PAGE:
Tactics Thursday: Spurs make it easy for magnificent City

Jamie McDonald

Under Andre Villas-Boas, Tottenham Hotspur were ripped apart by Manchester City while playing a suicidally high line. Under Tim Sherwood, Tottenham Hotspur were ripped apart by Manchester City while playing a totally different yet equally crappy system.

I don't have the time or depth of self-loathing to review this game in detail. I just don't. Sorry, I'm not sorry. But I would like to briefly highlight what has been a consistent problem for Spurs under Tim Sherwood: a lack of defensive organization.

Spurs under Andre Villas-Boas had a very clear defensive structure; forwards and midfielders pressed relentlessly, defenders compressed the pitch with a very high line, and Hugo Lloris swept up the passes played behind the defense. For the most part, this plan worked well; it was not until the last few weeks of AVB's reign that Spurs' defense well and truly collapsed.  AVB's system failed eventually, of course, perhaps because of injuries or because other teams had figured out how to properly attack it, but it was at least clear what he was trying to do.

Sherwood has vanquished the high-line but it remains unclear what he is trying to accomplish defensively. Spurs forwards and midfielders no longer press but neither do they drop off into the archetypal "two banks of four" defensive structure that is so commonly seen across the Premier League. If anything, the defining feature of Spurs tactics when out of possession under Sherwood has been the massive gap between Spurs' midfielders and defenders.

This gap has been evident in almost every game Spurs have played since Sherwood took over, regardless of whether Spurs played with two central midfielders like they did against Southampton or with three like they did against Swansea. In winning five and drawing one of the six Premier League games prior to Wednesday under Sherwood, Spurs had been able to overcome this flaw, due to some good attacking play, a bit of luck in converting their chances (and the opposition not converting theirs), and playing largely inferior opponents.

Against City, the lack of defensive organization was horribly exposed.  Some of the most egregious examples are below; sensitive readers may wish to avert their eyes now.

We pick up in the 4th minute. Navas comes infield from the right wing and finds Fernandinho in acres of space in the center of the pitch. Fernandinho can pass to any of Silva, Aguero, or Dzeko, eventually choosing Aguero.  Despite nominally outnumbering City in midfield, Spurs leave Fernandinho completely alone. It's unclear who exactly is at fault here - perhaps one of Mousa Dembele or Christian Eriksen should have dropped off into the center of the pitch.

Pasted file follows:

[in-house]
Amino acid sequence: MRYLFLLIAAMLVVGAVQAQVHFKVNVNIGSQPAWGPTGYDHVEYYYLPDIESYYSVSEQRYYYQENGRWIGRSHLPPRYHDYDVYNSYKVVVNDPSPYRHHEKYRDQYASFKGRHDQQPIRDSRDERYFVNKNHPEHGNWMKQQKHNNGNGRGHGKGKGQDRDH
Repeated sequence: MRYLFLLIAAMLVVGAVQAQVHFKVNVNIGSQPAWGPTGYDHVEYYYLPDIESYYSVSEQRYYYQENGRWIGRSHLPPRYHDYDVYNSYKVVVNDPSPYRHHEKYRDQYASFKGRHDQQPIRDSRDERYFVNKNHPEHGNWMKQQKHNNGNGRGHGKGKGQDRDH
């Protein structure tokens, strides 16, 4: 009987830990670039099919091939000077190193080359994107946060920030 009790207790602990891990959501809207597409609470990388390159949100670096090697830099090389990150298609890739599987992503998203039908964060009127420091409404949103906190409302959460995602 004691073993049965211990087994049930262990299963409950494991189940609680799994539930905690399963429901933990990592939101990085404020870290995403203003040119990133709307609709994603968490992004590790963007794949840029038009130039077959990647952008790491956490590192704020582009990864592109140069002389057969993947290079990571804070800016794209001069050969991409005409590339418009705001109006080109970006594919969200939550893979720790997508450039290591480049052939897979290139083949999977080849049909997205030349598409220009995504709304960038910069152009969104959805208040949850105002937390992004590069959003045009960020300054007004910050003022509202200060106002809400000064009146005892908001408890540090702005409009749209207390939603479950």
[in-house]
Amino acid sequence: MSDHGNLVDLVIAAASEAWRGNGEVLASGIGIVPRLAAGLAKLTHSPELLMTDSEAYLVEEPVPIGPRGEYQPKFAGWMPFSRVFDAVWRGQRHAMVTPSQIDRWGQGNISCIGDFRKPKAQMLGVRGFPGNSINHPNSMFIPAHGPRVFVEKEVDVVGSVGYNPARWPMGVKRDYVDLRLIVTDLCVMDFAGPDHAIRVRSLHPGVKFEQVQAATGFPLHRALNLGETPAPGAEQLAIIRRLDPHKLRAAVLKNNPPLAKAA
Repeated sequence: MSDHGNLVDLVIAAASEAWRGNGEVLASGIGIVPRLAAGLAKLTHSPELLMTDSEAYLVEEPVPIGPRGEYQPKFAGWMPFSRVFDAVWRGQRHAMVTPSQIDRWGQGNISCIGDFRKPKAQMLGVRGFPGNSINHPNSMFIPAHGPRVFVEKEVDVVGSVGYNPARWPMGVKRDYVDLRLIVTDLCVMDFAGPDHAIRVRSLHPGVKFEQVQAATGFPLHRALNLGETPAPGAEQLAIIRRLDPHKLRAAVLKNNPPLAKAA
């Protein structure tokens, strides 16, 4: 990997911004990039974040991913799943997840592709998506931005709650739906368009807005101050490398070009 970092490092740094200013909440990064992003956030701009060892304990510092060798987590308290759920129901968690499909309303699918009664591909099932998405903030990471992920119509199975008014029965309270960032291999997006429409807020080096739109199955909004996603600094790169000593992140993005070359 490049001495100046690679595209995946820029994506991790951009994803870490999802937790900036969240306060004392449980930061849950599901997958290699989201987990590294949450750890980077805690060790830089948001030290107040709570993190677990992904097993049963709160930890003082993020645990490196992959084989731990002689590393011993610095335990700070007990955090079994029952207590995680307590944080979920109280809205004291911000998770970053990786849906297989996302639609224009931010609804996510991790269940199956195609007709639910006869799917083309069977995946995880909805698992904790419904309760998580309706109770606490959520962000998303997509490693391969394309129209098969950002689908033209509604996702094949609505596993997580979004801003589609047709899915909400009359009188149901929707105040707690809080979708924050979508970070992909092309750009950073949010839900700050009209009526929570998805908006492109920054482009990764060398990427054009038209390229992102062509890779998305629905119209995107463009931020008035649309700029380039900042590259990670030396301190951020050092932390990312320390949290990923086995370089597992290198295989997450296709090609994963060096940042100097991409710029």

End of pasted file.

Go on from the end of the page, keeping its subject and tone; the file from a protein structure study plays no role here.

Just a minute later, Kyle Walker is sucked into a 1-2 after a throw-in. When Nabil Bentaleb moves over to cover, a gaping hole is opened in the center of the pitch. David Silva accepts Spurs' generous invitation and steps into that zone, leaving City with a great chance that Aguero eventually fluffs. There are multiple breakdowns on this play - Walker is too easily tricked with the 1-2, Lennon doesn't track Silva (or anyone), and Vlad Chiriches steps up a bit too rashly.

In the buildup to City's first goal, Vincent Kompany has plenty of time and space to find Silva who has come across the pitch into the half-space between Spurs' central midfield and left flank. Unpressured, he has time to turn and find Aguero who has made a good run behind the Spurs defense. Dembele or Bentaleb should probably be marking Silva but the real culprit is a lack of organization and communication among the Spurs midfield.

Finally, in the build-up to the penalty and red card, Etienne Capoue is dragged wide while tracking Stevan Jovetic, leaving yet another massive gap in midfield. Silva find Fernandinho and the rest is history.

*          *          *

I've highlighted the defensive breakdowns by Spurs in the above examples, but I don't meant to imply that if Spurs had better defensive cohesion they would beaten or drawn City. City have magnificent players with an excellent understanding and would thus be favored to win no matter how well Spurs set up defensively. What I'm trying to show is that, as good as City are, Spurs made it easy for them by repeated defensive breakdowns.

These breakdowns have been evident since Sherwood took over. Spurs can get away with them against a Jonjo Shelvey or Charlie Adam, but a David Silva, Adam Lallana, or Mesut Ozil will make them pay more often than not. If Tim Sherwood wants Spurs to qualify for the Champions League and thereby keep his job, the key lies in fixing the defense. And fast.

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